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ruptible element is smaller than in the States where the illiteracy is proportionately much less. The lesson of these figures is potent, and shows, beyond any question, that the imposition of the intelligence franchise would reach only a very small portion of the vote considered venal, and that the illiterate vote, even if we consider the whole of it venal, would have comparatively small effect, moral or otherwise, upon the total voting population. This vote, comparatively infinitesimal in numbers and unimportant by reason of its ignorance, further loses its power for evil, for it has no cohesiveness, and its strength is dissipated between the parties. More than this, my experience for years has been that the man peculiarly susceptible to corruption is not the one who cannot read and write. The potent elements of corruption are, primarily, the classes which provide the means for corruption, and, secondly, the agents whom they employ to use them. These can always read and write. The mere mechanical power to read and write, add and subtract, will surely not affect a man's political honesty, nor will it make a revolution in the sentiment of the people. Some more potent corrective to corruption is surely needed. You must educate the souls and the lives of the people with a higher and better education than that imparted by the knowledge of a few elementary books. This education must reach their love of country and envelop the people with a nobler and a grander and purer ideal of citizenship. What is needed is an education of their citizenship, not a mere education of the mind. This is the only education which can reach the crisis of to-day. More than this, will not the rapidly decreasing illiteracy resulting from our system of education soon destroy the necessity for an intelligence qualification for the franchise? Above these considerations there is a higher and more potent objection to the reimposition of the franchise limitation. This objection touches the very heart of the nation's being. It will be turning our lives against the advance of modern political science. The sovereignty of the whole people is the dominant, aggressive, and vital principle of to-day throughout the world. It has made a democracy of England and a republic of France. Its spirit jostles the soldiers in Berlin, and it controls monarchical Europe. It shakes the Czar sitting on the only despotic throne in civilization. This spirit was born with our Republic, and should we be the power to arrest its development throughout the nations of the world? Would it not fix the attention of civilization upon class as the model we give it upon which to rebuild the institutions of government? Shall we bind the hands of this potent spirit and say to the people of the world, struggling against king and emperor and class and privilege, that the fundamental theory of our government is at fault, and that the people cannot be entirely trusted? Could we, in justice to our theory of government, send this message to the world after a hundred years of our civilizing free government? Shall we place Chinese shoes on American feet and put the American citizen in a Procrustean bed 2 Would it not be an unhappy lesson for free government? Should we not rather take lessons from our old mother England? With a limited franchise, her elections were corrupt, and her administrative abuses were enormous. With a gradual change in her franchise to an almost universal suffrage, we behold corruption practically abolished and governmental abuses almost unknown. Verily, the remedy must be deeper. Sir, there must be reform, and it must come from the higher classes. It must be a true reform of the people, and not in the mere machinery of suffrage. The protest against the tendencies of the day must begin with you and me, and its action must be continuous and not ephemeral. It must not be a crusade, but should be a part of our lives. It should not express itself by a sermon once a year, illustrated by a trip to the slums under the protection of a policeman ; but the inculcation of high political morals should be part and parcel of our everyday work and teachings of the church. We must demand that those in control of the affairs of commercial influences shall keep their hands away from the people, and by precept and example sternly enforce that demand. The pruning of the political tree must begin at the top and not at the root. The danger to the Re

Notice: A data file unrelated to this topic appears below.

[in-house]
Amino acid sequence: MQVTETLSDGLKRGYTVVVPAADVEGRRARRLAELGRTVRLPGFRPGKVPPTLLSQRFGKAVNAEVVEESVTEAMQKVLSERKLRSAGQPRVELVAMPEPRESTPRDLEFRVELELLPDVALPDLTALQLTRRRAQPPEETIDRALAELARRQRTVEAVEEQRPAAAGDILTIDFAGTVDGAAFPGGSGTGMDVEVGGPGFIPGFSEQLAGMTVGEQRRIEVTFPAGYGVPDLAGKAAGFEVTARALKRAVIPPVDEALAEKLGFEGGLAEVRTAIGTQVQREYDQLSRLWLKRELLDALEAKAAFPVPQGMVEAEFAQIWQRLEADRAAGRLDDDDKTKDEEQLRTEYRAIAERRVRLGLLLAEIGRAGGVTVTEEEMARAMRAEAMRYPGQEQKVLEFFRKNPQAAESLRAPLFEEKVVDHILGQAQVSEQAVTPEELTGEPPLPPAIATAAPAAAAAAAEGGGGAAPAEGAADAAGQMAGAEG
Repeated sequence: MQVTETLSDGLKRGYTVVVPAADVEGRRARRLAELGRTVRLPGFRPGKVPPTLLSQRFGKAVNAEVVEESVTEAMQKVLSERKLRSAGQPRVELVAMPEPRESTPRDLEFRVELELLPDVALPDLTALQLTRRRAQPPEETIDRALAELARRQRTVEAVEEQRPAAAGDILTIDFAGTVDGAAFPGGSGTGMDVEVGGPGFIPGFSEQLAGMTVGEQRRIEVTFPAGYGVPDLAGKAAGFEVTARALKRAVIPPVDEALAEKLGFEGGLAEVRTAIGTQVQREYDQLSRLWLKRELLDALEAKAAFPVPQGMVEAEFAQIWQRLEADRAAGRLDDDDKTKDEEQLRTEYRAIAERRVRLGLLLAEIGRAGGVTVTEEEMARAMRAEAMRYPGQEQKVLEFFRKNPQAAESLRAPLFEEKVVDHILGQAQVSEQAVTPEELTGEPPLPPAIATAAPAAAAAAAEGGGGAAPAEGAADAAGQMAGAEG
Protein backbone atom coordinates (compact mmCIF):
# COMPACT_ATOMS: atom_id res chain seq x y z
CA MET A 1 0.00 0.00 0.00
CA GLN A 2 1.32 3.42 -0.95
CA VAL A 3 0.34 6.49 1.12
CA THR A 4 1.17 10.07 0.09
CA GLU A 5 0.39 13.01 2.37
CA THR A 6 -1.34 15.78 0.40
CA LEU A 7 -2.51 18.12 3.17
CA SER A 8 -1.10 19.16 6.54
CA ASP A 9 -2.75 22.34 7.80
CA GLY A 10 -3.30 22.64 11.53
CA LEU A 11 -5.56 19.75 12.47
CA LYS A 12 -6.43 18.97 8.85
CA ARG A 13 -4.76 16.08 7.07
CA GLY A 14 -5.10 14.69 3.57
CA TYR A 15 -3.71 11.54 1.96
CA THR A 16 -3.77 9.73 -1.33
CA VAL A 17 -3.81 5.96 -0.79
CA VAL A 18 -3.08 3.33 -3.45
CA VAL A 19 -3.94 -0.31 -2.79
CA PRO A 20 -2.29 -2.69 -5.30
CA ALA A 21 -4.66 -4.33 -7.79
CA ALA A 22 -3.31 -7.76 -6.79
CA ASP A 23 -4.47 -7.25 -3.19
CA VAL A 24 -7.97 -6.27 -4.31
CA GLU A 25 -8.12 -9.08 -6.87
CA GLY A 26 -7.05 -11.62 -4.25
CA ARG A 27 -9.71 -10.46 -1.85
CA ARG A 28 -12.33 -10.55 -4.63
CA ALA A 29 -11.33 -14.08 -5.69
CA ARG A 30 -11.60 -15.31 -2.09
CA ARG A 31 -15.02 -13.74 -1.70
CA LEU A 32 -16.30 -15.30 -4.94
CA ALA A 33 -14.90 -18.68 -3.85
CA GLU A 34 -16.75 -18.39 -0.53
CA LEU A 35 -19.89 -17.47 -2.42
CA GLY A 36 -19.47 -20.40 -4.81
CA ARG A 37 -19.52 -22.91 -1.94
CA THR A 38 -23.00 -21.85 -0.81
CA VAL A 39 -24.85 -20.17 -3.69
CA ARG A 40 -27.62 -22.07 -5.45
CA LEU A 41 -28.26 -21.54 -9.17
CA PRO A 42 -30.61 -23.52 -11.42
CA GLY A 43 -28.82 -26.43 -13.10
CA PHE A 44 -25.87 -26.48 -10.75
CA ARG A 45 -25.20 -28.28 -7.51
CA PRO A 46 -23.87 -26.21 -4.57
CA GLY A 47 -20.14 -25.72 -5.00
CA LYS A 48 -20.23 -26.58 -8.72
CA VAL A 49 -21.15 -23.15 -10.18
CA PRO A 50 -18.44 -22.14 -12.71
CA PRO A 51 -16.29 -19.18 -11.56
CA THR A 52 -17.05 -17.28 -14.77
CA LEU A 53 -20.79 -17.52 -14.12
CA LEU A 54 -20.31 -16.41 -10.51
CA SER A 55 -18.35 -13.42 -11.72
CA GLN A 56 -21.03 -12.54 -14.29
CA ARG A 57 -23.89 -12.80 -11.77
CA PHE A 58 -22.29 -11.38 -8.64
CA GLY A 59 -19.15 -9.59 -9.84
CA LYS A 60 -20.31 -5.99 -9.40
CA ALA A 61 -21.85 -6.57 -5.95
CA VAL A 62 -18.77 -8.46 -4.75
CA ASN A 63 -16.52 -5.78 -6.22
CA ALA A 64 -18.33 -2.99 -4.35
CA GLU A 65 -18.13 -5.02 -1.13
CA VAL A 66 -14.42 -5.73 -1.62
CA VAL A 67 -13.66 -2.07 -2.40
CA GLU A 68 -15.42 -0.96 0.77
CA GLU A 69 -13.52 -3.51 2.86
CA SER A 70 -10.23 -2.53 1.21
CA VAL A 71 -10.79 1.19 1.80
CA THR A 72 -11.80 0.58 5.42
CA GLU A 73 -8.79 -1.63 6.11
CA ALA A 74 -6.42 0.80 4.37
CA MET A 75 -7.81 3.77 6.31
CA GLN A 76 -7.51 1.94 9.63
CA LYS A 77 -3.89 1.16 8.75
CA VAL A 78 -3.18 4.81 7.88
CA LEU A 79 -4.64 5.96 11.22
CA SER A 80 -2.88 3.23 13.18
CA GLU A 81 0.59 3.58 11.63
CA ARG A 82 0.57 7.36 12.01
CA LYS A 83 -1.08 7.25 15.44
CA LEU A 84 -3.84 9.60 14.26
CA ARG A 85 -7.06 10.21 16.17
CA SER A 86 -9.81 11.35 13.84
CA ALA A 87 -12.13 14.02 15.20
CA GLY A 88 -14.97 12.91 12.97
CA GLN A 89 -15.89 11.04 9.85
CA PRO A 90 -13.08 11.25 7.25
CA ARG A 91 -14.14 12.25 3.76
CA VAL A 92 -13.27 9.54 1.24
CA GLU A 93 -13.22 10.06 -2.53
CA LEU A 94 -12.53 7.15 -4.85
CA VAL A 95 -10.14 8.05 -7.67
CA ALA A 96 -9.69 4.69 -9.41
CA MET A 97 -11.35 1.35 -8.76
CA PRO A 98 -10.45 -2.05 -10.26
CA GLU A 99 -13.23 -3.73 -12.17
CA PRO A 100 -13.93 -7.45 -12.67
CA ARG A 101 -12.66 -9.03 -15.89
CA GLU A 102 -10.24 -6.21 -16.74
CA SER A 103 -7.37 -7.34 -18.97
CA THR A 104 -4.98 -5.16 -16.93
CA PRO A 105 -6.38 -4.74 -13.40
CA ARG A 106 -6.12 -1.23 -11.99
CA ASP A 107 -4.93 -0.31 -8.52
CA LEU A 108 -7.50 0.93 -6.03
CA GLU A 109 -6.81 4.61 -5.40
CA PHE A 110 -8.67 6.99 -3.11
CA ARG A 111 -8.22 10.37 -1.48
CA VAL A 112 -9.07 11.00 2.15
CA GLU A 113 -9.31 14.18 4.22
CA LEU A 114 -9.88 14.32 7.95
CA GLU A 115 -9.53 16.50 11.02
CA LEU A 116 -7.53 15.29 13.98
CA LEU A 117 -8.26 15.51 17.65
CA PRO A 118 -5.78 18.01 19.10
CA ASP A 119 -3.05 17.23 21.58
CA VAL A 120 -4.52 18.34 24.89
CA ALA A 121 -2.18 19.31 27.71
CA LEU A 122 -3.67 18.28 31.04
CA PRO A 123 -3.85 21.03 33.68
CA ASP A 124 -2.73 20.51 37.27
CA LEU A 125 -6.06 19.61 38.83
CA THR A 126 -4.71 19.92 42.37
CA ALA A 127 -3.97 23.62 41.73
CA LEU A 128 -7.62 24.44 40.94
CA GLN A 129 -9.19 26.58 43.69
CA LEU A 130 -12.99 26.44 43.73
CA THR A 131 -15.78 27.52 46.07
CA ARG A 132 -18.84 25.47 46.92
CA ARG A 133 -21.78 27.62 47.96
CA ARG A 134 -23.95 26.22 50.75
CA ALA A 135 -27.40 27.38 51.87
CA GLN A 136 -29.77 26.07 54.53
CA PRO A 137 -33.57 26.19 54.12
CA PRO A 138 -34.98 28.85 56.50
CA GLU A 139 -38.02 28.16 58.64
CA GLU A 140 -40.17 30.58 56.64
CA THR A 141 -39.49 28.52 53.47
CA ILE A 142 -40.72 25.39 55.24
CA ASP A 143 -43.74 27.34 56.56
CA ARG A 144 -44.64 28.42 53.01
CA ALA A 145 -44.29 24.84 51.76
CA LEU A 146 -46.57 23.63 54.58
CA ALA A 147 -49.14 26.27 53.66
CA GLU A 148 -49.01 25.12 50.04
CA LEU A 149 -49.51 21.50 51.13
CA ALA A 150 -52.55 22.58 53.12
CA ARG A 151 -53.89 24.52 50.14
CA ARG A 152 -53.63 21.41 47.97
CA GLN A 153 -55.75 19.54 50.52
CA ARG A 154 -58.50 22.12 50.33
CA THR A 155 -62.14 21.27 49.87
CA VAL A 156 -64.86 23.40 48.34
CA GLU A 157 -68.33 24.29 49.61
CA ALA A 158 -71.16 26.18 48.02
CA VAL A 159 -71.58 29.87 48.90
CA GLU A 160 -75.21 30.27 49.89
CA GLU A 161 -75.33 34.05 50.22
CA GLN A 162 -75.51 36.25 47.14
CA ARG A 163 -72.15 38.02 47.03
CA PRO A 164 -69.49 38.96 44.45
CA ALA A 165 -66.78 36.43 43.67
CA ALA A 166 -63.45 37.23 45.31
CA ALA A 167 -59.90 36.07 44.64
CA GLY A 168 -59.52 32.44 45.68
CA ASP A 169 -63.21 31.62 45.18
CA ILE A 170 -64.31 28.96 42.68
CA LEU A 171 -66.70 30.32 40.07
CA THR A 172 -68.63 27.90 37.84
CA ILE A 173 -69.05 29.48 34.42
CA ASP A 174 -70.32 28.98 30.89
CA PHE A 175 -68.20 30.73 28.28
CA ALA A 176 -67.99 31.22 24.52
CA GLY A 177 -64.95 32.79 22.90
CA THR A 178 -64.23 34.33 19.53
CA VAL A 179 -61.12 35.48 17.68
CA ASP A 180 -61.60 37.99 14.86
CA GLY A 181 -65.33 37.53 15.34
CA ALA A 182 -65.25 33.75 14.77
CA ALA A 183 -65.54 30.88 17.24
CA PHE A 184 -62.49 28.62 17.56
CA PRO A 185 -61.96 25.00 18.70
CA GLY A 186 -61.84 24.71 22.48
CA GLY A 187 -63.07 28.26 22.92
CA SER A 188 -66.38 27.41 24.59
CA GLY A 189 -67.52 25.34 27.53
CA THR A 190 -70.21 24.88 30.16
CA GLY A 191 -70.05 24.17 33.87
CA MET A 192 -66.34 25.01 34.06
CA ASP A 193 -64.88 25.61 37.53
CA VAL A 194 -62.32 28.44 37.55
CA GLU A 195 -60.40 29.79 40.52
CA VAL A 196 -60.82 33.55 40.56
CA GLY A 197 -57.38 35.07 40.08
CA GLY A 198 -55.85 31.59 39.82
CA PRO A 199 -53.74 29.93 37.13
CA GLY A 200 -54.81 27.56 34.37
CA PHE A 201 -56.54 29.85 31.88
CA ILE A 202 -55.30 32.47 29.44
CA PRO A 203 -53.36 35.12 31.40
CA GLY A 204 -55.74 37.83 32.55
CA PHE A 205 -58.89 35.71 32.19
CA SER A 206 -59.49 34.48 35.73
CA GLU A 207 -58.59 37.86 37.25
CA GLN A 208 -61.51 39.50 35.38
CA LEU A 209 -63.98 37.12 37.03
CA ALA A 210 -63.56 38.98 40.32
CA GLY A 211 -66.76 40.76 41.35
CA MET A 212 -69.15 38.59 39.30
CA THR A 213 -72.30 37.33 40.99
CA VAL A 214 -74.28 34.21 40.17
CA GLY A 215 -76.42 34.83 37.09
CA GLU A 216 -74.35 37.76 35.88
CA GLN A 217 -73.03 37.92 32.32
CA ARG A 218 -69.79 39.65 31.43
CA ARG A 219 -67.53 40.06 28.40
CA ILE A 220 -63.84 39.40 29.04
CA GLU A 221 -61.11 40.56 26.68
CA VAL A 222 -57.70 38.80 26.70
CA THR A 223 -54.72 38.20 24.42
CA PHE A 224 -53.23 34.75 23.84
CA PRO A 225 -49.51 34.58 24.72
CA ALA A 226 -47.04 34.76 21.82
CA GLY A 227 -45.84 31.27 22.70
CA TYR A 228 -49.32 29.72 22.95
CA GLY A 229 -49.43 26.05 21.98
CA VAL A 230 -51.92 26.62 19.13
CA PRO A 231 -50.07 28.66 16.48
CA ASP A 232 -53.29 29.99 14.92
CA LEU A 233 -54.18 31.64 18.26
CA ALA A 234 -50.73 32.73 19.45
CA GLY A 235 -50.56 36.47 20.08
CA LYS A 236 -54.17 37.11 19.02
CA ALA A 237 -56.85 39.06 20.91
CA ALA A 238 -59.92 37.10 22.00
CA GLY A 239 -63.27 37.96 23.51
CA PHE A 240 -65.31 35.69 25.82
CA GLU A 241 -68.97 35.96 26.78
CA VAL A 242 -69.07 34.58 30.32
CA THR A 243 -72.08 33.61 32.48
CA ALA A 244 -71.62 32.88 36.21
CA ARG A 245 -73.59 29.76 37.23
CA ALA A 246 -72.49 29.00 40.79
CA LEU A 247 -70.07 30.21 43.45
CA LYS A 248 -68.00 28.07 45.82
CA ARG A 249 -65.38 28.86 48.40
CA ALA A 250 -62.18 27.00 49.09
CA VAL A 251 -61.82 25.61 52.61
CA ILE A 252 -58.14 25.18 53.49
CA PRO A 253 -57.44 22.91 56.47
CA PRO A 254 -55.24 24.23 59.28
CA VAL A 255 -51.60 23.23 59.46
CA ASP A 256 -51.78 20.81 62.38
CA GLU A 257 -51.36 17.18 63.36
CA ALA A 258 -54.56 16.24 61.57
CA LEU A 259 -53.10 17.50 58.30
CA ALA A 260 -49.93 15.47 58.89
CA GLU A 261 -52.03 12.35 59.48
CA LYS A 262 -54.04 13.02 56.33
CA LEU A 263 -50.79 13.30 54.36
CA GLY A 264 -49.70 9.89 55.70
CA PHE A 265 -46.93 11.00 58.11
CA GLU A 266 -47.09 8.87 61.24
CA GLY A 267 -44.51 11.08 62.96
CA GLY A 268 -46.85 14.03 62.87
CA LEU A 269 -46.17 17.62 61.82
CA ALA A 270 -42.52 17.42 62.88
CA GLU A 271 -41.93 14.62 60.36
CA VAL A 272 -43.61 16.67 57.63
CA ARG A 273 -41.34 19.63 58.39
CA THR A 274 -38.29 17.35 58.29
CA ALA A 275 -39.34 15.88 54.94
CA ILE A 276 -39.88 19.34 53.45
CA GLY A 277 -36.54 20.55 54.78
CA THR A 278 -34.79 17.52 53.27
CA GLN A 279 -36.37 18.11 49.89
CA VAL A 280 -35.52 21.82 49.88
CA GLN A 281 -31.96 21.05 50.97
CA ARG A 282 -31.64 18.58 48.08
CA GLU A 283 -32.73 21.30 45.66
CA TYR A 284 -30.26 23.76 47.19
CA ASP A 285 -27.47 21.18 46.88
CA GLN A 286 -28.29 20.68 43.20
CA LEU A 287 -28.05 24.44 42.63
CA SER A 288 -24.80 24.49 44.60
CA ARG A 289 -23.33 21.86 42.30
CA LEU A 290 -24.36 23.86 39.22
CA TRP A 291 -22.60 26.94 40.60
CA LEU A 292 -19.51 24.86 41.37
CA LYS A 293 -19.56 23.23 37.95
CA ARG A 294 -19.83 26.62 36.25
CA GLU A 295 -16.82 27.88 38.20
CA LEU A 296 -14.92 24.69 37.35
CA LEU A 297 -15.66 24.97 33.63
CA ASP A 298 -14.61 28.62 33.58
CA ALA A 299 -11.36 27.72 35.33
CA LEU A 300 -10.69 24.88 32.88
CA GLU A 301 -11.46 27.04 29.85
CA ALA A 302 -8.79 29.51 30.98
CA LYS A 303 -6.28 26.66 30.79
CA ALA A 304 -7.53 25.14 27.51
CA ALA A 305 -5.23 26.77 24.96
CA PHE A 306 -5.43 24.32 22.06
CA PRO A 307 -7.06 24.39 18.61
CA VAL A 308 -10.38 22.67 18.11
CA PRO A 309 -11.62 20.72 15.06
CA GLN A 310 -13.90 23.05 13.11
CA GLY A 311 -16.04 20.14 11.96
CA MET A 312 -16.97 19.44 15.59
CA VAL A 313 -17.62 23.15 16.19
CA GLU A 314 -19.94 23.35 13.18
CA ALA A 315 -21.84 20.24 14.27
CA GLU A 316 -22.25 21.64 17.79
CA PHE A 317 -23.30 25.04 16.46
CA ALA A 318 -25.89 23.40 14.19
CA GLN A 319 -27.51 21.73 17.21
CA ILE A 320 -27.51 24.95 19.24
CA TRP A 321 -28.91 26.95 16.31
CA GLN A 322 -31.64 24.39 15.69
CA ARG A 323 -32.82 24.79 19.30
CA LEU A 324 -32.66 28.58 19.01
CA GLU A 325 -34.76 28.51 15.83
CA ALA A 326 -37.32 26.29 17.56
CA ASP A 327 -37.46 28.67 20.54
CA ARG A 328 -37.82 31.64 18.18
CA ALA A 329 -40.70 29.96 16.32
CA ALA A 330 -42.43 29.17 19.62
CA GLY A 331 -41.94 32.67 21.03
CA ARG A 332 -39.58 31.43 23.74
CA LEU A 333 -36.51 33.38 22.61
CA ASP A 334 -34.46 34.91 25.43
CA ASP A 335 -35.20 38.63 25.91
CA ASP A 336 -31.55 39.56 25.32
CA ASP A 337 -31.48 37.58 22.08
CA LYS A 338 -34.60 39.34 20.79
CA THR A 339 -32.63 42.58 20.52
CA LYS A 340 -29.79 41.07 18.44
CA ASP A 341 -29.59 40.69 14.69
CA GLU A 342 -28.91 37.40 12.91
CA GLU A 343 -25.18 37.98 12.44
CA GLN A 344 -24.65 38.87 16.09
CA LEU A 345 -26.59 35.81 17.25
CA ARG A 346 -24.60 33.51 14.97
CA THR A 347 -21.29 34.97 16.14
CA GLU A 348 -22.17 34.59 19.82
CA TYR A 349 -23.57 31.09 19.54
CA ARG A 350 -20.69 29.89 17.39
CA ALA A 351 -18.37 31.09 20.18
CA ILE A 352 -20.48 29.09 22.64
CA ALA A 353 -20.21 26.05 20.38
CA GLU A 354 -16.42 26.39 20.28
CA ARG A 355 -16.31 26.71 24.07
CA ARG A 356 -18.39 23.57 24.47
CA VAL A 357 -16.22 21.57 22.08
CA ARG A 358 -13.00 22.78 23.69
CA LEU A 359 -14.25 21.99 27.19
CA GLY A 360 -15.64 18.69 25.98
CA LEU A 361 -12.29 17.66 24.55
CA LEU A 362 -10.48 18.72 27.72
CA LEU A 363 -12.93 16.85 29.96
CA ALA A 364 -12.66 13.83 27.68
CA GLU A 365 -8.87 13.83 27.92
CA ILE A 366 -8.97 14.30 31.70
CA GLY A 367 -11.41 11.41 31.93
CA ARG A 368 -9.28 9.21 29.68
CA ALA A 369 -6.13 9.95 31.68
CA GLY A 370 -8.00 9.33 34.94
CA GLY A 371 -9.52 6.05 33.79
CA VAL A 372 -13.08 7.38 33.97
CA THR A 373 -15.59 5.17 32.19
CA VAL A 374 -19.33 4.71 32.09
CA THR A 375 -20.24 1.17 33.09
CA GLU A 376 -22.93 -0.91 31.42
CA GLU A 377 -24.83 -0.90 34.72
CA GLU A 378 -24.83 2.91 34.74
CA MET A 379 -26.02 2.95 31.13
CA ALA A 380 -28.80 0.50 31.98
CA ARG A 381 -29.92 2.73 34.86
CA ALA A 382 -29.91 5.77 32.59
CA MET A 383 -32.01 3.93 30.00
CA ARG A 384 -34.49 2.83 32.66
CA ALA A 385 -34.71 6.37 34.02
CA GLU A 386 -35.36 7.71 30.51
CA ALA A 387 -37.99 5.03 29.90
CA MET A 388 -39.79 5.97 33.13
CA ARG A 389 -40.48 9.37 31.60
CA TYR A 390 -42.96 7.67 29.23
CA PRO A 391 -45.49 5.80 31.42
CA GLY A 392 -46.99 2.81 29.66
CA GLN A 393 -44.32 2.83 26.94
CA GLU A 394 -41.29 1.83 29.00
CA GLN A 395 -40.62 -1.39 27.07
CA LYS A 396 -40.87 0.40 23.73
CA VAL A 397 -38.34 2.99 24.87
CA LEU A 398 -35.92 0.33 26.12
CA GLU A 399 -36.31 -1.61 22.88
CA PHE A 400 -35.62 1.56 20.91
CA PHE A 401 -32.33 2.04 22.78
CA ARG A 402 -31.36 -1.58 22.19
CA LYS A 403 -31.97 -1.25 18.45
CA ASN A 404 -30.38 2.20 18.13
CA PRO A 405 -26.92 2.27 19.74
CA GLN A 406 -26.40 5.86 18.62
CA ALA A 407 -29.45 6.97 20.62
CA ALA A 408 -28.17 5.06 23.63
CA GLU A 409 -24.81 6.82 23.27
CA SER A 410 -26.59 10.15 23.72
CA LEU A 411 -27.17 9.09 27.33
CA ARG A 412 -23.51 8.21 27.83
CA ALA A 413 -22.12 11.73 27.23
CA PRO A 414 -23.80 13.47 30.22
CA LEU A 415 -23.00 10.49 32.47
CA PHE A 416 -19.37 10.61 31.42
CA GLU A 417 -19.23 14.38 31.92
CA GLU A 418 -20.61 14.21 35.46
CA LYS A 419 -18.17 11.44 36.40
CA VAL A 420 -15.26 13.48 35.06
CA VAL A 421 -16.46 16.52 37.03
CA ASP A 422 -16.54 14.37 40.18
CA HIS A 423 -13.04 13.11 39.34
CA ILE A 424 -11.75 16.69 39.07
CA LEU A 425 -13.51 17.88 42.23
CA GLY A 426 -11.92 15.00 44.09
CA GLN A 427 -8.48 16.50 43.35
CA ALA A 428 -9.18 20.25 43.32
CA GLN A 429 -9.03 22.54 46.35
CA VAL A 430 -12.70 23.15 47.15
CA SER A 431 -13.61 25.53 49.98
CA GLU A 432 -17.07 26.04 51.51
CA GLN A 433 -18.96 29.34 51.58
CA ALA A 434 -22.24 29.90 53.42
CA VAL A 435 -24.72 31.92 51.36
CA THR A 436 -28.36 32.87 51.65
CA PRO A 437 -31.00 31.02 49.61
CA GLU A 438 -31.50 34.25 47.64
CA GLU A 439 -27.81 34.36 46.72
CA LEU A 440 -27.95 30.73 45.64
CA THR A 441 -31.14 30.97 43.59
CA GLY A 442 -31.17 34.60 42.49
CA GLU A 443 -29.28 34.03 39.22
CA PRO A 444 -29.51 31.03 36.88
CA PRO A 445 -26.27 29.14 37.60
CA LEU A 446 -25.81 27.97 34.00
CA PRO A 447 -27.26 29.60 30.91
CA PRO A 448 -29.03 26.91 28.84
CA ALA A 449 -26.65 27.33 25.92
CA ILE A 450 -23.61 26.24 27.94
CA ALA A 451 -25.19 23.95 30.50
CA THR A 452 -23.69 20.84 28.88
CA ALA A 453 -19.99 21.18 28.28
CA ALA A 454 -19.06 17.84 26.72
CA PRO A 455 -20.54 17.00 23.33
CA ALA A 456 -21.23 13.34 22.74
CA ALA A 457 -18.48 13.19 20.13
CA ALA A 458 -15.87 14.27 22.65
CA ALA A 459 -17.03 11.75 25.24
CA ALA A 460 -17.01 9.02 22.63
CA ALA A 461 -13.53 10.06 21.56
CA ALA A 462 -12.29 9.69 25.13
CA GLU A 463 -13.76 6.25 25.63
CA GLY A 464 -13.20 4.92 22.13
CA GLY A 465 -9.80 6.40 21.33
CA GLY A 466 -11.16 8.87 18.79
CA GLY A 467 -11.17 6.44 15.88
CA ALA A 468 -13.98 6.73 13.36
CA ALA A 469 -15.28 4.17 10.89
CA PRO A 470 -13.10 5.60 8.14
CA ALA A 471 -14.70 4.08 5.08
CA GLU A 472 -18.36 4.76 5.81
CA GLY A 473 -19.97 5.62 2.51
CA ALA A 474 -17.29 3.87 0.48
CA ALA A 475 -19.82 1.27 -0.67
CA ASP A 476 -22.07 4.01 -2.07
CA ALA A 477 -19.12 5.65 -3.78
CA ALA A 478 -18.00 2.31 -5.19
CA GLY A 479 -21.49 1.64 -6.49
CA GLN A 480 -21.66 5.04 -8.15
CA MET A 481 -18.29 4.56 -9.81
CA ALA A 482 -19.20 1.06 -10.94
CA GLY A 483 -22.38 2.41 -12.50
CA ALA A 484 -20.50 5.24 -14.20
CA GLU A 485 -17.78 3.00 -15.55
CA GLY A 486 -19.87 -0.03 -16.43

public is not to-day to be feared from the lower classes. The intelligent and critical classes who are not interested in some governmental policy for personal purposes have left the practical control of political affairs to the other classes of the body politic. This is essentially a political nation, and if the intelligent and disinterested citizen does not interest himself in governmental affairs either those interested for selfish purposes or the ignorant will take control. This government, while a free government, will not run itself. It is founded upon the joint exertion of all of its citizens and not alone on the efforts of the corner grocery man and the place hunter. The people are guided by intelligence; and the disinterested and intelligent classes in this country, if they will but interest themselves in political affairs, will be the great potential factors in our political life. I repeat that the corrective influence must begin work in its own class and enforce its demand for pure government. It will surely succeed, for the people will earnestly respond to the demand of the disinterested and intelligent citizen. This government is founded upon the people. I believe in the people and they love this government and revere its abiding principles. They believe in the permanency of our free institutions. They love the Constitution, and whilst in moments of haste and passion they may wander, yet surely will they return to the vital principles of popular government. An honest appeal to the patriotism of the people has never yet by them been disregarded. The reform of mere political machinery will not suffice for this critical epoch in our governmental affairs. The people must again be summoned to their tents, the rich and the poor, the learned and the unlearned, abiding together as of old, and the palladium of our faith, which has ever guided us in all our wanderings, must be again brought to our view. Hear again the law and listen to the real hope for the correction of the wrong tendencies of the Democracy: “Equal and exact justice to all men of whatever state or persuasion, religious or political ; peace, commerce, and honest friendship with all nations, entangling alliances with none; the support of the State governments in all their rights, as the most competent administrations of our domestic concerns and the surest bulwarks against anti-republican tendencies; the preservation of the General Government in its whole constitutional vigor, as a sheet-anchor of our peace at home and safety abroad; a jealous care of the right of election by the people; a mild and safe correction of abuses, which are lopped by the sword of revolution, when peaceable remedies are unprovided ; absolute acquiescence in the decisions of the majority, the vital principle of republics, from which there is no appeal but to force, the vital principle and immediate parent of despotism; a well disciplined militia, our best reliance in peace, and for the first moments in war, till regulars can relieve them ; the supremacy of the civil over the military authority; economy in the public expense, that labor may be lightly burdened ; the